It seems like a more common trajectory now, going “career off-roading” rather than on a traditional architectural path.
It’s interesting. You don’t necessarily graduate architecture school thinking that you’ll go to the Oscars someday. My path is certainly an interesting alternative to what my Seattle architecture friends are doing. But they are starting to cross over a little bit. The guys I went to school with are now learning more and more about animation and doing these much more complicated fly-throughs than we ever did in architecture school as a way to help sell their designs. I think the two worlds are merging more than they ever have in the past.
And do you merge in your architecture training for your own work?
Actually right now, I am literally doing urban planning. We’re creating an entirely digital city that will never be built but will be as close to real as possible. People will be able to experience it in the movie. I still get to use some of the skills I learned except I’m not limited by the things like gravity and codes (laughs).
Which skills do you use most often?
To be honest, I use the skills I gained in the third and fourth year of architecture school when we were given more freedom to design wacky things that would never actually get built. I guess I’m still in the “design whatever I want” phase, trying to make something that could be real but I don’t have to worry about how to build it. I feel like I got to stay at that happy place before things got too complicated. That doesn’t really apply when I’m just making furry green dragons though…
Tell us about your work. What kinds of projects do you have from day to day?
It’s really different from day to day. A movie usually takes about a year or so every year feels like something completely different. I started doing Lord of the Rings when I got to New Zealand, then got into King Kong. I went from Hobbits to Orcs to furry apes to robots for iRobot and Avatar.
What have been some of the most rewarding projects you’ve worked on?
That’s a tricky one. I probably should say something like Avatar because it was like the biggest project I had ever worked on, but I really loved my latest project, Pete’s Dragon. There were obviously times of struggle and great challenge but I really enjoyed working with the director, David Lowery. I had a fantastic time working on that film and we talk all the time. But I also learned a lot on Avatar. Jim Cameron is an amazing storyteller and I really admire him.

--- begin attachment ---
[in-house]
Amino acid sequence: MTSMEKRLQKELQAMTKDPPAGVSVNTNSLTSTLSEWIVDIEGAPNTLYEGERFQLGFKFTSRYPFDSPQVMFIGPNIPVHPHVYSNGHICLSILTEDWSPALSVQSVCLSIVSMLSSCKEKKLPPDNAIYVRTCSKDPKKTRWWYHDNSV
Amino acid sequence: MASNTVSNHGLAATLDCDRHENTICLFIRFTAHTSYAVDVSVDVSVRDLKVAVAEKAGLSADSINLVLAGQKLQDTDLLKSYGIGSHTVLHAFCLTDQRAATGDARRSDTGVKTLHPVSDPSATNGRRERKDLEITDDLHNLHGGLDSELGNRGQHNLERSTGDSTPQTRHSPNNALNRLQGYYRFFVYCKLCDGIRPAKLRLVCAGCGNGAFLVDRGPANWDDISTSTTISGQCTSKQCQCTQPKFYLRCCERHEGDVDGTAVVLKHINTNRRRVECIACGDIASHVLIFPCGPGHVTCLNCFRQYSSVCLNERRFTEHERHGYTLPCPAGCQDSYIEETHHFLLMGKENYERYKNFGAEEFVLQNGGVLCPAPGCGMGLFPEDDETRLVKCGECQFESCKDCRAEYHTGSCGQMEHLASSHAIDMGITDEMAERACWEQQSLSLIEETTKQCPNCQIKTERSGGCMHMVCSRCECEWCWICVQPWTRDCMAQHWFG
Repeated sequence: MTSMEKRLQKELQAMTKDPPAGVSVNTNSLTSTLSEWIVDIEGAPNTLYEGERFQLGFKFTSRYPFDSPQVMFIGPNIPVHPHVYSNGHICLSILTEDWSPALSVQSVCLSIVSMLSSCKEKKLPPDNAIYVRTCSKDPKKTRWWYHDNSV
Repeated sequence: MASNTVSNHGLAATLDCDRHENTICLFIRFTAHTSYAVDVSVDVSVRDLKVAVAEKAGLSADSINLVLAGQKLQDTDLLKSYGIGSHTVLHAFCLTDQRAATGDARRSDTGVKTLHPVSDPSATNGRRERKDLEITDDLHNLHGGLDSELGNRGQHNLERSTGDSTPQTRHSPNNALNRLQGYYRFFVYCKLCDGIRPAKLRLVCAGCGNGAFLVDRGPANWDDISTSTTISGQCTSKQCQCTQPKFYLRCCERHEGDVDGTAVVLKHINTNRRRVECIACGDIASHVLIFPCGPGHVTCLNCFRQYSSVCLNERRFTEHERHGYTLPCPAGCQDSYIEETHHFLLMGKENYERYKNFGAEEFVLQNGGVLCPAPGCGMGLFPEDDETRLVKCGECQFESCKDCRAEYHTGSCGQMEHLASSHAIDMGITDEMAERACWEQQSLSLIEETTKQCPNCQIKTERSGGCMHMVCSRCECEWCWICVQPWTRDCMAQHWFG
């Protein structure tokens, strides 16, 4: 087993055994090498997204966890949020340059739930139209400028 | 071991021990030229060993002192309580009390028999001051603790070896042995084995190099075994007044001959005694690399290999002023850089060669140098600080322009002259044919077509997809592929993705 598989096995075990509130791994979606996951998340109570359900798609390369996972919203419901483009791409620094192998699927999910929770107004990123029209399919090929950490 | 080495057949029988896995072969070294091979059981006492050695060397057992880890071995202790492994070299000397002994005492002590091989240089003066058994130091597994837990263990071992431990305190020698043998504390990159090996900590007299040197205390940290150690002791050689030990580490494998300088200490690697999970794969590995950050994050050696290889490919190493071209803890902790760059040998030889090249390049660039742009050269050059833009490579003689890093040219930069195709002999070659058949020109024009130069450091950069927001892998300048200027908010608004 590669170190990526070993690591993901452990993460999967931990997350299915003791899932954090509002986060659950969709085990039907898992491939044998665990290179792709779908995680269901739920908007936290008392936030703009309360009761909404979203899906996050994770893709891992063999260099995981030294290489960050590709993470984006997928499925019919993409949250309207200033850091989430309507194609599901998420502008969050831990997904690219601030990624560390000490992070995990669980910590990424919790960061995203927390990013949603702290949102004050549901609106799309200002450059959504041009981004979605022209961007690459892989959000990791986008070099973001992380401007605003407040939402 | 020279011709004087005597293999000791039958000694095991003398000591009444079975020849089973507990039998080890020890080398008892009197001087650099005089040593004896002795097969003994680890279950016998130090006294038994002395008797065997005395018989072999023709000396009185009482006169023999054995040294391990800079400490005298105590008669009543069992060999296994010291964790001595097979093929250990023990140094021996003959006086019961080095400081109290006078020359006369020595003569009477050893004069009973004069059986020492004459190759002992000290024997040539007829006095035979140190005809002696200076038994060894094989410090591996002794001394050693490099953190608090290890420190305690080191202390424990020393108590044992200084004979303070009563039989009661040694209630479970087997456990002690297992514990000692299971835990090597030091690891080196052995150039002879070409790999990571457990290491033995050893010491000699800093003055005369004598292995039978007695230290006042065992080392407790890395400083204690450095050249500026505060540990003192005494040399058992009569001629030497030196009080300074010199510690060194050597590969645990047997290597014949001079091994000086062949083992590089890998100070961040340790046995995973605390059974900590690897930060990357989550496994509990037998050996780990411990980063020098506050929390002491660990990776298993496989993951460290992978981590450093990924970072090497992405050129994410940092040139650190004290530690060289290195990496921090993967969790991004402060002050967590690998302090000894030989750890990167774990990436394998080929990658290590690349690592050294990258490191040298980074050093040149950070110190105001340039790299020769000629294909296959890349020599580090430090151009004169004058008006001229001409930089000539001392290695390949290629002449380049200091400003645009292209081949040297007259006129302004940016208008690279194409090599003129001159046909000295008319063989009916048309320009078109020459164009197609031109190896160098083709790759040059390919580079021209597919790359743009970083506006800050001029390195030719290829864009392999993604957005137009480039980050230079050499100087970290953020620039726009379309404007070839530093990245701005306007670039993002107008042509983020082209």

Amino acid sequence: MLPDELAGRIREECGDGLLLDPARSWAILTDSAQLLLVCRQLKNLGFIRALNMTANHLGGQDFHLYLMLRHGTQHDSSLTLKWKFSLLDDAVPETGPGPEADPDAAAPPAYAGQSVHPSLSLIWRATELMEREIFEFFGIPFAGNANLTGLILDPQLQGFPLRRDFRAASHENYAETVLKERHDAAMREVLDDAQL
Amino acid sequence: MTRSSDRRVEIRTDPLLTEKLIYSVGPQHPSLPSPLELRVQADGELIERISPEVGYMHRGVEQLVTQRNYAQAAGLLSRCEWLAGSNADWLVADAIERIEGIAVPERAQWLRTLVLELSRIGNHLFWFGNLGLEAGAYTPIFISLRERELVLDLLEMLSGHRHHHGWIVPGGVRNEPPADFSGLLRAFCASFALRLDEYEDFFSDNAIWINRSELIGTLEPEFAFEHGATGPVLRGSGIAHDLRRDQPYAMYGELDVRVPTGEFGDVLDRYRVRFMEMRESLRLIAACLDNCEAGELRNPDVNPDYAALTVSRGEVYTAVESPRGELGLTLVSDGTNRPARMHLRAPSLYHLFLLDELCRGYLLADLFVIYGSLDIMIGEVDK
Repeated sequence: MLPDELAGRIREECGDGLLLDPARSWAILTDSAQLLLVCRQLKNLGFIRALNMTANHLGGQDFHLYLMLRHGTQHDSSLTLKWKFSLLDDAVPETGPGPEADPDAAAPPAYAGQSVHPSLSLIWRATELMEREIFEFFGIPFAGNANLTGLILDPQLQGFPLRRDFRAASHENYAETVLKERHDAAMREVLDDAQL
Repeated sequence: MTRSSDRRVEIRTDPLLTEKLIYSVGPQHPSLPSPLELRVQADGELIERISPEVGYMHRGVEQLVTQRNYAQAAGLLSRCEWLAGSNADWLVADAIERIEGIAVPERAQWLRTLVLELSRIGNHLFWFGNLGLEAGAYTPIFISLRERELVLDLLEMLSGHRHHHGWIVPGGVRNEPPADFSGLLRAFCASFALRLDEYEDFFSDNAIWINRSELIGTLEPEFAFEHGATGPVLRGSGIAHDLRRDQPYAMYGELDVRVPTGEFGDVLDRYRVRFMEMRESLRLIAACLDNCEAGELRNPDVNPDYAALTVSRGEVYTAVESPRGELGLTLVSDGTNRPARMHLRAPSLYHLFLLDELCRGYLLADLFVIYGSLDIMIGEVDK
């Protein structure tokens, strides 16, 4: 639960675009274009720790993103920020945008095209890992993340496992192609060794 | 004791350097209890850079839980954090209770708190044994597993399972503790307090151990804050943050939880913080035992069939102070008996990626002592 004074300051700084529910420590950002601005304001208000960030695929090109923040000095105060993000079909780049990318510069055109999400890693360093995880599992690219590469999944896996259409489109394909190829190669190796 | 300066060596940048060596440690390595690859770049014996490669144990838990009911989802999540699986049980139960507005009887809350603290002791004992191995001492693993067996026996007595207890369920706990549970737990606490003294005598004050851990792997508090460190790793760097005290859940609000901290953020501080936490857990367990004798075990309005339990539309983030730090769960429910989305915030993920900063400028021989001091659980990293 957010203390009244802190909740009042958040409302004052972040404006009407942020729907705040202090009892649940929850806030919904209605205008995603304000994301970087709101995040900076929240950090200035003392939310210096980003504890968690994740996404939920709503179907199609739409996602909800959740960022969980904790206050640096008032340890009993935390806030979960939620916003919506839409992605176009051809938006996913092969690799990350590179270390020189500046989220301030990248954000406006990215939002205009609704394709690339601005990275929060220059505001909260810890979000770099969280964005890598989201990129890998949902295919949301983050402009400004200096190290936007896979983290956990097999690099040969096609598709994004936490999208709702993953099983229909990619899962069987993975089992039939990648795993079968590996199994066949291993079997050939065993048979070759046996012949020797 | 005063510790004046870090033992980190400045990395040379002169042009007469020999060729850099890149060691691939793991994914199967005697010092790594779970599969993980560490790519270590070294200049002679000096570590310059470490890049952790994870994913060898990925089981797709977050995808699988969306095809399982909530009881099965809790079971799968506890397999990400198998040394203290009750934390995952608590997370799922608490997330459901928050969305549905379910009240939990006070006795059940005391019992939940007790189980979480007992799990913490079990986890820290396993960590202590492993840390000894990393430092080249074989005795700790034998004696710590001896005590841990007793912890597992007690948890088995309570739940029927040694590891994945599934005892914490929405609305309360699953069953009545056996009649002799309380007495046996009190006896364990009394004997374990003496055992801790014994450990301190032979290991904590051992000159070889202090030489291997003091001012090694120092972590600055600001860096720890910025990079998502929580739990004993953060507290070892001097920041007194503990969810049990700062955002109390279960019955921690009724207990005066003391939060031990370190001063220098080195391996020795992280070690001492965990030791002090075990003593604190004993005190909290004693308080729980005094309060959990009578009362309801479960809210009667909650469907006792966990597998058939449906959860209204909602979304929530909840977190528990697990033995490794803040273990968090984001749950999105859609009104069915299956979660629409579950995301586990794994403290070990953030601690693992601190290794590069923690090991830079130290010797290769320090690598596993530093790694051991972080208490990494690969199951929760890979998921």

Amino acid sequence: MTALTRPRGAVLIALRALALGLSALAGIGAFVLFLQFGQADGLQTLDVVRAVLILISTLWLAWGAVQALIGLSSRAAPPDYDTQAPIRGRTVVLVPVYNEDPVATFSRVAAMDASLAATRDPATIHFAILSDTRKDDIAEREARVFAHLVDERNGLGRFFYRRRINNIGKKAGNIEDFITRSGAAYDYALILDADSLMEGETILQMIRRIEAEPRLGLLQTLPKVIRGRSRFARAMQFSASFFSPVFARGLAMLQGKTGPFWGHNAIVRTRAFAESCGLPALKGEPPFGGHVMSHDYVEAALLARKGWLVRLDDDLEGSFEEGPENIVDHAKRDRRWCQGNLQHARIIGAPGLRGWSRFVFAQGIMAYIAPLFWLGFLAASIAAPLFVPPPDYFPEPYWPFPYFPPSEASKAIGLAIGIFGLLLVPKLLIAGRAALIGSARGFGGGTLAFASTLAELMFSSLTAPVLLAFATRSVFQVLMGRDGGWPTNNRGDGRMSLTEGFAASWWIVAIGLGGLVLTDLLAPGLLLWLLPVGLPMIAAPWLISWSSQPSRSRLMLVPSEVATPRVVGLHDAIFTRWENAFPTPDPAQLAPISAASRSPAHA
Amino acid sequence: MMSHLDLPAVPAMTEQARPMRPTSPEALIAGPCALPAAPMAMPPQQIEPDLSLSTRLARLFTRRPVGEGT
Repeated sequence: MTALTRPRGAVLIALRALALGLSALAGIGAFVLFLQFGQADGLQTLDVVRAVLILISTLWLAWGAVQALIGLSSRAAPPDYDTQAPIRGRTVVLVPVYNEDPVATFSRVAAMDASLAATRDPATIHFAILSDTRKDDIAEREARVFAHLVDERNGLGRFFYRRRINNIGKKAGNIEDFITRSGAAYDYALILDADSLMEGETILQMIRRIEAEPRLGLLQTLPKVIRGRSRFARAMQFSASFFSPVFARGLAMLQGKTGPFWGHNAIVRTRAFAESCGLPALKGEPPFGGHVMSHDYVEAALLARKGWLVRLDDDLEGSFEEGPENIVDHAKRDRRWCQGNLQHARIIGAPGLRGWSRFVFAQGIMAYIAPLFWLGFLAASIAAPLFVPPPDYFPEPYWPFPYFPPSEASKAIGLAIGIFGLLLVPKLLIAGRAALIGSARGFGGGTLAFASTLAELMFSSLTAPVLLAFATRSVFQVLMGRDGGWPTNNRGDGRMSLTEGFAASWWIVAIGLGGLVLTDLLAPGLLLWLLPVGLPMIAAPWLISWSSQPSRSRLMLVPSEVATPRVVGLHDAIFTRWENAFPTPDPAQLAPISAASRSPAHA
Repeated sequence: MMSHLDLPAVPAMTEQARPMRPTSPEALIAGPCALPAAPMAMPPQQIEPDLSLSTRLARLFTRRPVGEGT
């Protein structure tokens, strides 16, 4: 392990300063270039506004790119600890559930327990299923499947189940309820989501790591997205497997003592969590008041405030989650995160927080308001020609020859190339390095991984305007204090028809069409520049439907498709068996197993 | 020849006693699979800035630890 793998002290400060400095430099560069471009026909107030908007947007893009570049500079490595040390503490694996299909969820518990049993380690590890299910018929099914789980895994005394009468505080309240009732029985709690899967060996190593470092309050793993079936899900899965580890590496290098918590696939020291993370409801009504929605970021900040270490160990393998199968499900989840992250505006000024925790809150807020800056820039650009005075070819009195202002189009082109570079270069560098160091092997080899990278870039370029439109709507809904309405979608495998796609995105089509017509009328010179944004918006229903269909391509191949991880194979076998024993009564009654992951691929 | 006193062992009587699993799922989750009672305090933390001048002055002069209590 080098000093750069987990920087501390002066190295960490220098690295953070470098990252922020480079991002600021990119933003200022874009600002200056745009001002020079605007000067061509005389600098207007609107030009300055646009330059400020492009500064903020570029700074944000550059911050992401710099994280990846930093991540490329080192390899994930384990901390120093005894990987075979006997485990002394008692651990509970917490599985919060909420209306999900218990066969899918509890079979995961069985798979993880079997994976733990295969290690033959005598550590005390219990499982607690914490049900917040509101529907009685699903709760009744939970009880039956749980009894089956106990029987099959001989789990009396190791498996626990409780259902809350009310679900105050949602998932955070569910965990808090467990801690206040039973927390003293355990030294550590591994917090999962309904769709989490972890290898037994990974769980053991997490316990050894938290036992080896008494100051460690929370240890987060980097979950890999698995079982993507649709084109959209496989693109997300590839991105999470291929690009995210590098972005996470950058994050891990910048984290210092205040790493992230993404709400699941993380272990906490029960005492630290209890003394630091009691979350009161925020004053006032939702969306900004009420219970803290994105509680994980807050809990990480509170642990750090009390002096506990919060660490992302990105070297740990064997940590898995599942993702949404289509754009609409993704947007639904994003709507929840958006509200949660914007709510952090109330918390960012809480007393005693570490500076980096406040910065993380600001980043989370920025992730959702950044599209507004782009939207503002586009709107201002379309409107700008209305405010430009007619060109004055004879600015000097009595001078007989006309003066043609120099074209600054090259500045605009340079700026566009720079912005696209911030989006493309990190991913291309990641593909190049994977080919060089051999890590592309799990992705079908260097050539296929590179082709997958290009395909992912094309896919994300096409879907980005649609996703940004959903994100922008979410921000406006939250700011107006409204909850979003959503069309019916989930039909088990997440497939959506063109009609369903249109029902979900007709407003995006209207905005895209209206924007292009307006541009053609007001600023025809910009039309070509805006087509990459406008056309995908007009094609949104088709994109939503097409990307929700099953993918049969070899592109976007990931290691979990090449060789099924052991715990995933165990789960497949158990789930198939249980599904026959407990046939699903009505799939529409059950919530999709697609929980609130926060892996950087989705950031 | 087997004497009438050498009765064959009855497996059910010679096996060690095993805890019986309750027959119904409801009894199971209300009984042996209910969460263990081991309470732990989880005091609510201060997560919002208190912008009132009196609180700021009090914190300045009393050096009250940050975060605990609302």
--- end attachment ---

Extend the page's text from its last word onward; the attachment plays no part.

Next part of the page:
The Lord of the Rings films were also really great because it was such a small group and the whole thing felt very renegade. Like when I got to Weta, there were only 35 of us and it was a small tight group. It felt like we were doing just something rogue which was exciting. Now, Weta has about 1500 people!
How do you guys stay on the cutting edge?
We have a lot of resources for R&D. There are a few hundred people who are constantly writing new software for us and we’re always upgrading. It can make movies frustrating and rewarding at the same time because with every new movie, we are using a new pieces of software. That said, it’s what helps put us on the leading edge of filmmaking.
What trends/technologies do you see shaping the industry?The new big thing is Virtual Reality (VR). Every studio is making VR content and setting up movies and shorts using VR and trying to tell stories. It’s a little like 3D in 2006, it was around but until Avatar really showed what could be done with it no one used it in a way to help tell a story. With VR it’s the same issue. How do you show the audience where to look at any certain time? How do you get lighting and composition that is not wacky? There are a lot of things that need to be worked out before it can really become a thing, but that’s definitely the direction its pushing.
Do you have any specific advice for our audience?
Architecture and Animation are really all about guiding your viewer on what to look at and the experience while you are in the space or watching. Spend time making sure you are doing this in both cases or you will not end up with a experience people will remember.
Another piece of advice I got from a professor about making a portfolio at university was to always put your best work first and don’t just try to fill it out with everything you have done. Same goes for demo reels for animation. If I watch a demo reel and I am not inspired by the first thing I see it’s turned off and never seen again.
Stay tuned for a new project Eric has been working where he pulled his urban design skills out and put them to good use.
Thanks to Eric for being so generous with his time even with his very busy schedule!